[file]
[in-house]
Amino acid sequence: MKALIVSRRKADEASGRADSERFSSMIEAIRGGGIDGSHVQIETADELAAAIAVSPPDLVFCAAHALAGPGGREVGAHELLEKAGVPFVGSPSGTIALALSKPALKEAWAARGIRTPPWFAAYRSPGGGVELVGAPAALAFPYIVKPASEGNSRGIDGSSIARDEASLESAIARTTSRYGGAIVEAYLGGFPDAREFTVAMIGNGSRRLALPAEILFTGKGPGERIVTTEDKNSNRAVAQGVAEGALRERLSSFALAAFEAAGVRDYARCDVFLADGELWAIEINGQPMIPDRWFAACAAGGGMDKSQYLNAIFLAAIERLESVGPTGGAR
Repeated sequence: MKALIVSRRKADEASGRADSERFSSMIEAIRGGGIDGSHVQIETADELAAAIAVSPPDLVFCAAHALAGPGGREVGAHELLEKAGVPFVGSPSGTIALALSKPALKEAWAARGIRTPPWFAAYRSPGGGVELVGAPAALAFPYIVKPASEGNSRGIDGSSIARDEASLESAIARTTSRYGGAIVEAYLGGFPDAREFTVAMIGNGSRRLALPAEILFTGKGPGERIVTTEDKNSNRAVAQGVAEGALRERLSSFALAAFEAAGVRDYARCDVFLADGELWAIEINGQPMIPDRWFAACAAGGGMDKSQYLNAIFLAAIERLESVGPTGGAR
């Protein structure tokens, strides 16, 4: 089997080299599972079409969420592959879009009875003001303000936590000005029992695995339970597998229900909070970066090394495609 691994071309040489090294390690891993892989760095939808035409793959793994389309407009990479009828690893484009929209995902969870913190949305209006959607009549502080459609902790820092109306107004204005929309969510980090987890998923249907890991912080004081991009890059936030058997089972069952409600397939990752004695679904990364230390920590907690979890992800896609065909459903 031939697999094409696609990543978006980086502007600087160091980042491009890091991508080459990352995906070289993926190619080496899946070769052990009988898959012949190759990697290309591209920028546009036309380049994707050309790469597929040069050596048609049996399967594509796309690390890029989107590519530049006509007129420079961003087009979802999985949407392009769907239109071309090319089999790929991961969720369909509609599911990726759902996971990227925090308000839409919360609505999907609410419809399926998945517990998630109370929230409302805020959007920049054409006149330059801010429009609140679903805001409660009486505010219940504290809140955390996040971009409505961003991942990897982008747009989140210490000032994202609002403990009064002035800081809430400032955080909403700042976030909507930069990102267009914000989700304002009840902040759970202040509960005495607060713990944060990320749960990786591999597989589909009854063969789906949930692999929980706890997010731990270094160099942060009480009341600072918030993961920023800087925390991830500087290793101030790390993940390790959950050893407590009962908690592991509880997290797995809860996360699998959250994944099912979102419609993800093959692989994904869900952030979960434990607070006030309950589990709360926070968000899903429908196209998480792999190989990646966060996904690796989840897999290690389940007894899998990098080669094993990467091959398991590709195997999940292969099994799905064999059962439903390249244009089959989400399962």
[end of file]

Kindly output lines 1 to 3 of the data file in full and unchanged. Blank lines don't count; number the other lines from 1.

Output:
[in-house]
Amino acid sequence: MKALIVSRRKADEASGRADSERFSSMIEAIRGGGIDGSHVQIETADELAAAIAVSPPDLVFCAAHALAGPGGREVGAHELLEKAGVPFVGSPSGTIALALSKPALKEAWAARGIRTPPWFAAYRSPGGGVELVGAPAALAFPYIVKPASEGNSRGIDGSSIARDEASLESAIARTTSRYGGAIVEAYLGGFPDAREFTVAMIGNGSRRLALPAEILFTGKGPGERIVTTEDKNSNRAVAQGVAEGALRERLSSFALAAFEAAGVRDYARCDVFLADGELWAIEINGQPMIPDRWFAACAAGGGMDKSQYLNAIFLAAIERLESVGPTGGAR
Repeated sequence: MKALIVSRRKADEASGRADSERFSSMIEAIRGGGIDGSHVQIETADELAAAIAVSPPDLVFCAAHALAGPGGREVGAHELLEKAGVPFVGSPSGTIALALSKPALKEAWAARGIRTPPWFAAYRSPGGGVELVGAPAALAFPYIVKPASEGNSRGIDGSSIARDEASLESAIARTTSRYGGAIVEAYLGGFPDAREFTVAMIGNGSRRLALPAEILFTGKGPGERIVTTEDKNSNRAVAQGVAEGALRERLSSFALAAFEAAGVRDYARCDVFLADGELWAIEINGQPMIPDRWFAACAAGGGMDKSQYLNAIFLAAIERLESVGPTGGAR